Key Points about Neck Sprains and Strains

  • A neck strain is an injury to a neck muscle or tendon, while a neck sprain is an injury to a ligament.
  • Neck strains are classified from Grade I (mild) to Grade III (severe).
  • Neck sprains or strains are caused by a variety of factors such as poor posture, lifting heavy objects, falling, worn joints, nerve compression, and injuries.
  • The most common symptom of a neck sprain or strain is pain that worsens with movement.
  • Your primary care physician, internist, or orthopedic doctor can diagnose and treat neck sprains or strains.
  • Most neck strain or sprains heal on their own within a few days. During the healing process, pain may vary from mild to severe. If the pain intensifies or does not subside within a few days, schedule an appointment with your doctor.


A neck strain is an injury to the muscle or tendon in the neck that generally occurs when the neck muscle or tendon stretches too far and tears.

A neck sprain is an injury to the ligaments in the neck.

Symptoms of a neck sprain or strain are similar and can vary based on the size of the tear and location.

A neck strain can be classified from Grade I - Grade III.

  • Grade I is a mild strain with partial tearing. Pain is typically mild.
  • Grade II is a moderate neck strain where more muscle fibers are torn. You could experience some muscle weakness as well as mild to moderate pain.
  • Grade III is the most severe type of neck strain. The muscle has completely torn in a Grade III tear. Pain is severe.

Your doctor will generally use the same protocol to treat sprains and strains.

Neck sprains and strains causes

Generally, neck strains or sprains are caused by an injury to the neck. Injuries to the neck can occur from a car accident, a direct blow that causes your head to be flung backward or forward or from when a force lands on the top of the head.

Other causes of neck sprains or strains include:

  • Poor posture
  • Lifting a heavy object
  • Falling
  • Performing a new activity
  • Repetitive motions or activities that require repetitive motions
  • Diseases such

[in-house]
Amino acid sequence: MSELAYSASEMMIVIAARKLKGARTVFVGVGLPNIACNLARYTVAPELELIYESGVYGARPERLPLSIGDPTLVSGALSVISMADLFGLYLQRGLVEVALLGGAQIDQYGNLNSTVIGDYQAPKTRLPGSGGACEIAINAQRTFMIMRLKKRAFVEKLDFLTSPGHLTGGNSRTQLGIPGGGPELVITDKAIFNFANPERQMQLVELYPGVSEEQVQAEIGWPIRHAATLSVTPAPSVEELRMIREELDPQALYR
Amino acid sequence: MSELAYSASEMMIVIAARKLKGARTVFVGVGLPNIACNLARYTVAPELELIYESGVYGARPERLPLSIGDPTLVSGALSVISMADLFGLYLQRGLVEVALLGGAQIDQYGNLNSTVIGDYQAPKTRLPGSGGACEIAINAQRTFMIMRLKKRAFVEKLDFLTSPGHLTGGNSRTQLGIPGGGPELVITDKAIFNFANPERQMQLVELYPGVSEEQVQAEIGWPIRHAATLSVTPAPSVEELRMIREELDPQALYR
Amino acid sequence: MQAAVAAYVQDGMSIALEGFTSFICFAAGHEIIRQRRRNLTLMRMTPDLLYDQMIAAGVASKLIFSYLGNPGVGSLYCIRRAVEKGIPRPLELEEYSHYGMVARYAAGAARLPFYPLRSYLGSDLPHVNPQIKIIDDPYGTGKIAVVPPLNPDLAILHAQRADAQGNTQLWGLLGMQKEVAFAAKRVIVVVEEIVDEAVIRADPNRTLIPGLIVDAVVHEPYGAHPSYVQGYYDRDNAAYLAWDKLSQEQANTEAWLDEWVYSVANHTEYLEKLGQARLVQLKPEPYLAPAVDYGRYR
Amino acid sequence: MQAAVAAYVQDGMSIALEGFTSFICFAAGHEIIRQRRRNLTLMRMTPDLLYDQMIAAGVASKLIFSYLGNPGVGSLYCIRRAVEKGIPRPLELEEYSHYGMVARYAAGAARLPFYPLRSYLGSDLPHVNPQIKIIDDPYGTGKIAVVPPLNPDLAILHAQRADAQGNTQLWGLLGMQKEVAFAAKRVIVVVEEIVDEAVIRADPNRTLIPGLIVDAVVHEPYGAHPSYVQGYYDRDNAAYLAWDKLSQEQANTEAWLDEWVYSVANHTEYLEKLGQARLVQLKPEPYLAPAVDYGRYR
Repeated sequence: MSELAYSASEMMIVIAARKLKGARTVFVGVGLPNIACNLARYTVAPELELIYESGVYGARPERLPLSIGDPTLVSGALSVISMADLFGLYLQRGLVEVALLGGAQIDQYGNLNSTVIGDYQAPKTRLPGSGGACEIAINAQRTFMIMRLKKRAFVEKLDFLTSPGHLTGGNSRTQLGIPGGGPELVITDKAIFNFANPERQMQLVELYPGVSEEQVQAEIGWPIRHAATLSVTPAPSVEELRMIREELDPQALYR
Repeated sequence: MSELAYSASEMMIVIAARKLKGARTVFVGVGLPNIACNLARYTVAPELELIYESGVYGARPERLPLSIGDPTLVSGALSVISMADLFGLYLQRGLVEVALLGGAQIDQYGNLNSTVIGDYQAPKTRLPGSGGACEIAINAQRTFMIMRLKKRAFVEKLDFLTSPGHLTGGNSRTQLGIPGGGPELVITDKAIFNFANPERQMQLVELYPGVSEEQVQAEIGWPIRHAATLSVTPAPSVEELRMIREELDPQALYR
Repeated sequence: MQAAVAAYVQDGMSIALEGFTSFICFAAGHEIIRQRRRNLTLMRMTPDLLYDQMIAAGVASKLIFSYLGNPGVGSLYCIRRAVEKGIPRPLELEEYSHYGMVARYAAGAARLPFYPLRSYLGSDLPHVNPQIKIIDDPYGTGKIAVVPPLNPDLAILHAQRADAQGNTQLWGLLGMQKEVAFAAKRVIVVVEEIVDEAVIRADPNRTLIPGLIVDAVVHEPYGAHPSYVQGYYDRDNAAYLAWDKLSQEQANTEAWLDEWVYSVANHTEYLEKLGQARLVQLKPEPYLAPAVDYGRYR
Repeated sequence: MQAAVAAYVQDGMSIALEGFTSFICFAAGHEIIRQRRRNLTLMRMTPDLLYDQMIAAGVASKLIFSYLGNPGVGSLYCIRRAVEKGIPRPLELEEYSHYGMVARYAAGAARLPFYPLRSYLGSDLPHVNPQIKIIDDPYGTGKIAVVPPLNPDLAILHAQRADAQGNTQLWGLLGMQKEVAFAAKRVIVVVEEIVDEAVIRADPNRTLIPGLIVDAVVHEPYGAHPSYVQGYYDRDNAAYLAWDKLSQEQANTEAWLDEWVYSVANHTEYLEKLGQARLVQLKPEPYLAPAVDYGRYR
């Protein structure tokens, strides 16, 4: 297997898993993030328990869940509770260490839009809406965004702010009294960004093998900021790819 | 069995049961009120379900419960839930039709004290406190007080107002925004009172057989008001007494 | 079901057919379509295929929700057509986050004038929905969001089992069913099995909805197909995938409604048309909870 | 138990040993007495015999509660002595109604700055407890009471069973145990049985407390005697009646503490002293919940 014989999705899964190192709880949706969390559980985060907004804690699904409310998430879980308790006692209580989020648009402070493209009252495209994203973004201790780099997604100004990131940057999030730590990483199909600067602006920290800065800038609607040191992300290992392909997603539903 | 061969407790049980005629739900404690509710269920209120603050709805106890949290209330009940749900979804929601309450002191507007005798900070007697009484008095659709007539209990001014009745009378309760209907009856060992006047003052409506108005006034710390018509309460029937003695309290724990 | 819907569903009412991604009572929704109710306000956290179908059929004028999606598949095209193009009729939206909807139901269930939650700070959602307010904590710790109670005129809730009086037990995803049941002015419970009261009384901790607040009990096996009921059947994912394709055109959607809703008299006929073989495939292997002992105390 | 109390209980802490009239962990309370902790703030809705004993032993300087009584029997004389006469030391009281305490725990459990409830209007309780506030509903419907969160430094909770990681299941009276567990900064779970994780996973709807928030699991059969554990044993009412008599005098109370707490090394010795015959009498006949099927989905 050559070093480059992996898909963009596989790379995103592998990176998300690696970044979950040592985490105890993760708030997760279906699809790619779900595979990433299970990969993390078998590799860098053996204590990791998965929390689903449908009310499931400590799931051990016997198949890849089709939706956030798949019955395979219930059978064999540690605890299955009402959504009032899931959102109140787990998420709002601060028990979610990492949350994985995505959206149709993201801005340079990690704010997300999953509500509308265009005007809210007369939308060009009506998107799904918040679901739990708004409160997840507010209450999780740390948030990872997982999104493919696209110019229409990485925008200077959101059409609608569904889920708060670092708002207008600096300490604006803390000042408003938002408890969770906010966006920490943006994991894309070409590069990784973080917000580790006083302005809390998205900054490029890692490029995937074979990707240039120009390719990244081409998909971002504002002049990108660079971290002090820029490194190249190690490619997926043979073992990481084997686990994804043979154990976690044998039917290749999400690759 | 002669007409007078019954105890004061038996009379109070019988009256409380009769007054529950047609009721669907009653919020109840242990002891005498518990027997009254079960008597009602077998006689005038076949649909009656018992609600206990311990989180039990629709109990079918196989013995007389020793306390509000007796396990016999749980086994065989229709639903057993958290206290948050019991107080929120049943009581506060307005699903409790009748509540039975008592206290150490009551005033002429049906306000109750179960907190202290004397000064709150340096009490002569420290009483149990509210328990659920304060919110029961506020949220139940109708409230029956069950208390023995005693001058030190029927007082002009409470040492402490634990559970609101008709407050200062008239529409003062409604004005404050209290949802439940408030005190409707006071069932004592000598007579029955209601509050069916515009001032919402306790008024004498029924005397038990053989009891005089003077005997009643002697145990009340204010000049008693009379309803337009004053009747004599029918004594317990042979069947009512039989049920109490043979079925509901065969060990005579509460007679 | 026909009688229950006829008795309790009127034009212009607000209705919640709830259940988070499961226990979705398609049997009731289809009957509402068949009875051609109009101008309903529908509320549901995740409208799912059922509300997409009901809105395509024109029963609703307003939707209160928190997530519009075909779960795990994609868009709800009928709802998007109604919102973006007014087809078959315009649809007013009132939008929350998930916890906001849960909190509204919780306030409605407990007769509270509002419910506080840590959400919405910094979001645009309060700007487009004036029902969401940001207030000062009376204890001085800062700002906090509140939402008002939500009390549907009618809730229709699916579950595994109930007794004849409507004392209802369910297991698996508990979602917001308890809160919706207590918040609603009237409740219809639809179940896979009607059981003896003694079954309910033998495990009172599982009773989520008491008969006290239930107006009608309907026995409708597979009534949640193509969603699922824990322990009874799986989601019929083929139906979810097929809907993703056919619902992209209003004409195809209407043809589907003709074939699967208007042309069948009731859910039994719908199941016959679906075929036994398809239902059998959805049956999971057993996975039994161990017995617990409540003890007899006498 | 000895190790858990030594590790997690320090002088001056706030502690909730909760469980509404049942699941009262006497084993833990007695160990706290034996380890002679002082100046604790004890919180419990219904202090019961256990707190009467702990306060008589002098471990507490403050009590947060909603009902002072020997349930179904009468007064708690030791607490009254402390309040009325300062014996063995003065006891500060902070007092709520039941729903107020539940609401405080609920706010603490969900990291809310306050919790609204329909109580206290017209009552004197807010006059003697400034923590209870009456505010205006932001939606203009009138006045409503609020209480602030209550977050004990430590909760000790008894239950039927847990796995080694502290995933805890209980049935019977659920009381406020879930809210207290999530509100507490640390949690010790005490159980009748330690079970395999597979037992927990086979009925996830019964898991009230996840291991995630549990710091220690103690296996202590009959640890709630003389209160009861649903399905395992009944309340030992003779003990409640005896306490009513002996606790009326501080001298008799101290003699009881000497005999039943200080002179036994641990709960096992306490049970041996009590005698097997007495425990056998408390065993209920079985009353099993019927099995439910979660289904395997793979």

Neck sprains and strains symptoms

The most common sign of a neck sprain or strain is a pain in combination with a decreased range of motion.

Other symptoms of neck sprains or strains include:

  • Headache
  • Muscle tightness or spasms
  • Inability to perform daily activities
  • Weakness, numbness or tingling potentially associated with nerve irritation or damage
  • Stiffness in the neck
  • Problems chewing, swallowing or breathing

Neck sprains and strains complications

If a Grade II or III neck strain is left untreated, you could experience:

  • Chronic pain
  • Headaches
  • Depression
  • Loss of cervical ROM
  • Disability

Neck sprains and strains risk factors

There are a variety of factors that can increase your likelihood of developing a neck sprain or strain, including:

  • Performing activities that require repetitive movements
  • Having surgery on the neck
  • Sleeping in an awkward position
  • Maintaining a poor sitting or standing posture
  • Suffering a bone fracture in the neck

Neck sprains and strains prevention

Although all neck sprains and strains cannot be prevented, you can prevent some cases by following these guidelines:

  • Practice using good posture when standing and sitting.
  • Take breaks if you are traveling long distances or sitting in the same position for an extended period.
  • Quit smoking.
  • Avoid carrying heavy objects or bags on your shoulders.

Neck sprains and strains diagnosis

Your doctor can diagnose a neck strain or neck sprain. During a clinic visit, your doctor will perform a physical exam, take a full medical history and order diagnostic testing.

Physical exam

Your doctor will evaluate your range of motion, examine your neck for abnormalities, and, when necessary, perform a Spurling's test to see if symptoms associated with nerve compression can be reproduced.

In rare cases, your doctor will order an X-ray, MRI, or CT scan to confirm your diagnosis.

Neck sprains and strains treatment

Your doctor will develop a customized treatment plan for your case.

If the injury is a Grade I or Grade II neck strain, your doctor will typically start you with conservative treatments such as:

  • Rest
  • Local heat
  • Medications such as ibuprofen or Aleve

If over-the-counter medications are not adequately treating your symptoms, your doctor may prescribe more potent pain relievers or corticosteroids.

In more severe cases, you may need physical therapy or cervical neck traction. Physical therapy will help strengthen the injured area. Your physical therapist may use massage, ultrasound, or weightlifting exercises. Cervical neck traction will help stabilize the neck during healing.

When to seek care

Most cases of neck sprain or strain heal on their own with in-home self-care. If your symptoms such as constant neck pain, persistent neck spasms, and inability to perform daily activities that do not go away within a few days or if they intensify, call your doctor to schedule an appointment.

If you experience any of these symptoms, go to the emergency room right away:

  • Numbness or tingling in your upper extremities
  • Weakness
  • Trouble breathing
  • Headache associated with dizziness, nausea or vomiting
  • Difficulty swallowing

Next Steps

Symptoms of neck sprains or strains are similar to more severe neck issues. Patients are strongly encouraged to seek a diagnosis and treatment plan from their doctor.

Once diagnosed, your doctor will develop a treatment plan customized for your case. Carefully follow your doctor's instructions and call if your symptoms change or intensify.

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